6 Economic Downfall The gold Rush ended in the 1900’s, but more immigrants kept on coming in. This angered the Americans. In order to restrain the Chinese immigration number to exceed, Congress passed the Chinese Exclusion Act. "SEC. 12. That no Chinese person shall be permitted to enter the United States by land without producing to the proper officer of customs the certificate in this act required of Chinese persons seeking to land from a vessel. And any Chinese person found unlawfully within the United States shall be caused to be removed therefrom to the country from whence he came, by direction of the United States, after being brought before some justice, judge, or commissioner of a court of the United States and found to be one not lawfully entitled to be or remain in the United States." "SEC. 12. That no Chinese person shall be permitted to enter the United States by land without producing to the proper officer of customs the certificate in this act required of Chinese persons seeking to land from a vessel. And any Chinese person found unlawfully within the United States shall be caused to be removed therefrom to the country from whence he came, by direction of the United States, after being brought before some justice, judge, or commissioner of a court of the United States and found to be one not lawfully entitled to be or remain in the United States." (Congress) It says that no Chinese man can enter into the US unless they have the proper papers to do so. If they are found unlawful, they shall be removed immediately and returned back to where they were originally from. If after trial, they are still claimed unlawful, they will never be able to set foot on US land ever again.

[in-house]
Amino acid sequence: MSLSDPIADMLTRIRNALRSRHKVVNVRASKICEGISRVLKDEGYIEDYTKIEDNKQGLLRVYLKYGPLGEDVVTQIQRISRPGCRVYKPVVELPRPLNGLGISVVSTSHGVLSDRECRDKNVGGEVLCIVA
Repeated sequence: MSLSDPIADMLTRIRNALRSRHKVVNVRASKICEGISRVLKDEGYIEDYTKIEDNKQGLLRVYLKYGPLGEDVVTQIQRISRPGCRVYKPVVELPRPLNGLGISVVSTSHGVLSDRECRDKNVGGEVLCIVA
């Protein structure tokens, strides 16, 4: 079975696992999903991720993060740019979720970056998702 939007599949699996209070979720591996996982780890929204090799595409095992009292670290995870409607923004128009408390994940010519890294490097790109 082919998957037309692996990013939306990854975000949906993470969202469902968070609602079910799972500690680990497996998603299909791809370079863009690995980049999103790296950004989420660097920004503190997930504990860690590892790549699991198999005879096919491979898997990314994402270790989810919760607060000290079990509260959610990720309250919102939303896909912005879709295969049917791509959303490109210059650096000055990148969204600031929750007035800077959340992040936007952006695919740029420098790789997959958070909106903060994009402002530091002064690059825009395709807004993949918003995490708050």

7 Summary Immigrants are often discriminated against when they move to new societies and countries. Americans were racist against the Chinese and did not allow more immigrants to migrate into America by using the Chinese Exclusion Act of The Chinese were often persecuted in the 19th century, because Americans were afraid of immigrants overpowering their culture and their ways. There are still immigrants being persecuted.

8 Bibliography Primary Sources: "Forty-Seventh Congress. Session I " Chinese Exclusion Act, Web. 1 Mar "The History of Chinese Immigration." The Brown Quarterly. 28 may California Department of Parks and Recreation Office of Historic Preservation, Web. 1 Mar Twain, Mark. "Library of Congress." Mark Twain's Observation About Chinese Immigrants in California. Web. 8 Mar Secondary Sources: "Anti-Chinese Movement and." The Bancroft Library. The Regents of the University of California, 31/1/2005. Web. 9 Apr DOOLITTLE, HON. JOHN T.. "Chinese American Contribution to Transcontinental Railroad." Central Pacific Railroad Photographic History Museum. CPRR, Web. 31 Mar Littell, McDougal. Creating America. Evanston, Illinois, Boston, Dallas: McDougal Littell, Print. "The Journey to America." Immigration. ThinkQuest, n.d. Web. 31 Mar Picture: